While most of our work days are bookmarked by chai mendazi (milk tea and donuts) in the morning, and a cold drink before dinner. Today, though, the return trip to Camp was announced with gunfire from AK-47s…and a cold drink.
The morning was a bit unusual as well. Within the Camp, we have some broad goals from UNHCR, such as to site higher production wells in Kakuma 1, or site a few wells closer to Kakuma 3 and 4, but beyond that, we simply draw ourselves a line on the map of the Camp, and then go do what we believe we have to do to carry out the survey. The next few days, however, we will be exploring for water for the host Turkana community south of the 60,000 person Kalobeyei Camp expansion. As this is Turkana land, we had to of course to meet the village head and the two local chiefs in the existing Turkana village of Kalobeyei.
It was somewhat reminiscent of doing work at a northern aboriginal reserve in Canada. There was no burning of sweet grass or shaking of rattles, though, as the village head man Alfred Kapoko got down to business right away. His demands were clear and reasonable, that is, if demanding anything of us can be termed as reasonable given everything we do is on our own time for the benefit of the refugees and Turkana. He wanted each geophysical crew to take on 3 Turkana helpers from the local tribe…check….pay them the going rate for the area….check….feed the workers…check….and promise to provide the report and interpretations directly to the village head….will do. As Alfred Kapoko said so succinctly….”projects come and projects go,” and after everyone leaves we never hear or see anything.
Our requests were also quite clear….the refugee and Turkana students also stay on the crews….show us where you would like to drill your wells…and be sure to actually use our maps when it actually comes time to drill.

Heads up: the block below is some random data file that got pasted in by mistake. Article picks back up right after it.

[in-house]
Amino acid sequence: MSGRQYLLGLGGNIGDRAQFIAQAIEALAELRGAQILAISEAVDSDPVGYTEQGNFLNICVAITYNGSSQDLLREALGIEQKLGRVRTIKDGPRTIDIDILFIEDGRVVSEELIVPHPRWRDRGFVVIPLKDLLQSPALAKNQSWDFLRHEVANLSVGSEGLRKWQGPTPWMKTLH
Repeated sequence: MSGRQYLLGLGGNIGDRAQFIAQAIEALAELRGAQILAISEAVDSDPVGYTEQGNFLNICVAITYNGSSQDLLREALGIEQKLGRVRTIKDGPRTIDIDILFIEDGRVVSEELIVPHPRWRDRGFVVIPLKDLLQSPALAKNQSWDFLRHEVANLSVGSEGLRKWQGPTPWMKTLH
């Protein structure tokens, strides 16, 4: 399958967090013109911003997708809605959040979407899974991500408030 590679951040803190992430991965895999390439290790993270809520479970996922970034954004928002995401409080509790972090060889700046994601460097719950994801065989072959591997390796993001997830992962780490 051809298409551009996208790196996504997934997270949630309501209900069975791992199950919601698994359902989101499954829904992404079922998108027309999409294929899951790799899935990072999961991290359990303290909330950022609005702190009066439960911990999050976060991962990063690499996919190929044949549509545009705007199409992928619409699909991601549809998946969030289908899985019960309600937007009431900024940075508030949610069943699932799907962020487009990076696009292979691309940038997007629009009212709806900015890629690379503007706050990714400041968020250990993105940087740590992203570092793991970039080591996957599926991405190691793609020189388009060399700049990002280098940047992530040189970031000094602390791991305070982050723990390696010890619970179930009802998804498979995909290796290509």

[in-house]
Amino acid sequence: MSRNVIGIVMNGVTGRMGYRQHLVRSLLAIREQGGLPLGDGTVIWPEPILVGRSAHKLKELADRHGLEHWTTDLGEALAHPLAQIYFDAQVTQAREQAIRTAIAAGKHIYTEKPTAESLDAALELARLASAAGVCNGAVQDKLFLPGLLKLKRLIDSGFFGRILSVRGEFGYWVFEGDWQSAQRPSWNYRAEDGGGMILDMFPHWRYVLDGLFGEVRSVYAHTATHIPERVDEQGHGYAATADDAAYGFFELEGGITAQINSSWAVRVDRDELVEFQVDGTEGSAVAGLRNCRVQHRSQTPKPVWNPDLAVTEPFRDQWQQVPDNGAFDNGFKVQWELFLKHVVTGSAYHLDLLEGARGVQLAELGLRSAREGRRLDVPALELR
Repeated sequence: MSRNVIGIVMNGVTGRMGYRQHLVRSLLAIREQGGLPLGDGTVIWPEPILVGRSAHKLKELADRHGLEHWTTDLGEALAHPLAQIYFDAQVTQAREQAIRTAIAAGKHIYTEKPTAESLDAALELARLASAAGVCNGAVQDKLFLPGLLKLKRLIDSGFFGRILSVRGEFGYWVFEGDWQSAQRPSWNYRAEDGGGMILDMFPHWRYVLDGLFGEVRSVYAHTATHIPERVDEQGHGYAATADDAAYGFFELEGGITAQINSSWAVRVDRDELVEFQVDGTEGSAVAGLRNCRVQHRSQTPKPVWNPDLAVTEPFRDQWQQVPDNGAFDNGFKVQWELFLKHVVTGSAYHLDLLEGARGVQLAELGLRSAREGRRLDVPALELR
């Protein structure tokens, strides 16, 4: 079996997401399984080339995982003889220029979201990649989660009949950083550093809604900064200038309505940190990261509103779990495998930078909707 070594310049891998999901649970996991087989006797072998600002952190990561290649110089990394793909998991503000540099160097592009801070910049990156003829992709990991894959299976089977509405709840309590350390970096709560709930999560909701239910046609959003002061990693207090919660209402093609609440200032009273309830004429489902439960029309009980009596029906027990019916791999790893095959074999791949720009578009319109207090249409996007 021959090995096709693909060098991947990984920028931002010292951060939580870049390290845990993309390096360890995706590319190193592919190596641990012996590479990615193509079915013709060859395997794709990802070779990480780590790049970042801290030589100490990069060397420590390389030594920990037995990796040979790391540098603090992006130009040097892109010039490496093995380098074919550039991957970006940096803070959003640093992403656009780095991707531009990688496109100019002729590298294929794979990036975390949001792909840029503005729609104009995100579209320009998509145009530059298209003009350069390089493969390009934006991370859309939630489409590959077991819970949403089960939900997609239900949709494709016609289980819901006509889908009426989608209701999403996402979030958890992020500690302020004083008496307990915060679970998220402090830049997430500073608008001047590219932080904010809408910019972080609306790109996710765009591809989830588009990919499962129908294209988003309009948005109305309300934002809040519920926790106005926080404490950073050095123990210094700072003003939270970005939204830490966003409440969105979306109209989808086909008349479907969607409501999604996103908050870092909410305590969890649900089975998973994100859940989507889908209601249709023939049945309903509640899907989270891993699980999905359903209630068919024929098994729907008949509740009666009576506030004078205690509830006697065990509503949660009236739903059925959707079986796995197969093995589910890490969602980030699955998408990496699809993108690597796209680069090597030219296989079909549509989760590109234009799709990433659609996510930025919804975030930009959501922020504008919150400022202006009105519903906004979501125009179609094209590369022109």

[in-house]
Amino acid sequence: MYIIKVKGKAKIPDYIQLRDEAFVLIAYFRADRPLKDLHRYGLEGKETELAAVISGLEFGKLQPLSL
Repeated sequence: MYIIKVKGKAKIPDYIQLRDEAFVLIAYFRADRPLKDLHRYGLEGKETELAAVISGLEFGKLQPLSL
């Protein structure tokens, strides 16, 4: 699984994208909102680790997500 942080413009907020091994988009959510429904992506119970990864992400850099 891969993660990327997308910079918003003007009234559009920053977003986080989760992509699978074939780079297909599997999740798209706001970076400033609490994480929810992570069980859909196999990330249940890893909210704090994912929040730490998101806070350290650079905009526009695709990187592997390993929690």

And then we drove off into the Turkana desert to visit, view, and GPS their proposed water well locations as there is no way we would ever relocate ourselves in this flat, incised and dissected, confusing landscape. Why would anyone ever choose to live in this harshest of landscapes?....well, they would not, not even the nomadic Turkana. But the village head Kapoko explained that once the Camp is built and the Turkana see water being piped to the Refugee Camp from Turkana land, the Turkana will build communities on the edge of the Camp. And if they are not provided with water, they will take it, by tapping into pipes or entering the Camp. He explained that Turkana are pastoralists, and while even in this desert landscape there is enough vegetation for the herds, water is the determining factor in their lives.
We entered three different lagas (dry river beds), Kangura, Esikiriait, and Elelia, where the Turkana hoped the drilling prospects would be good. As it is only a month since the rains ended, there were still a few nomadic groups camped near shallow “scoop holes” dug out of the sand in the bottom of the lagas, from which they could scoop enough water to survive, but these would disappear in a few weeks at most, leaving the herdsmen no choice but to move on.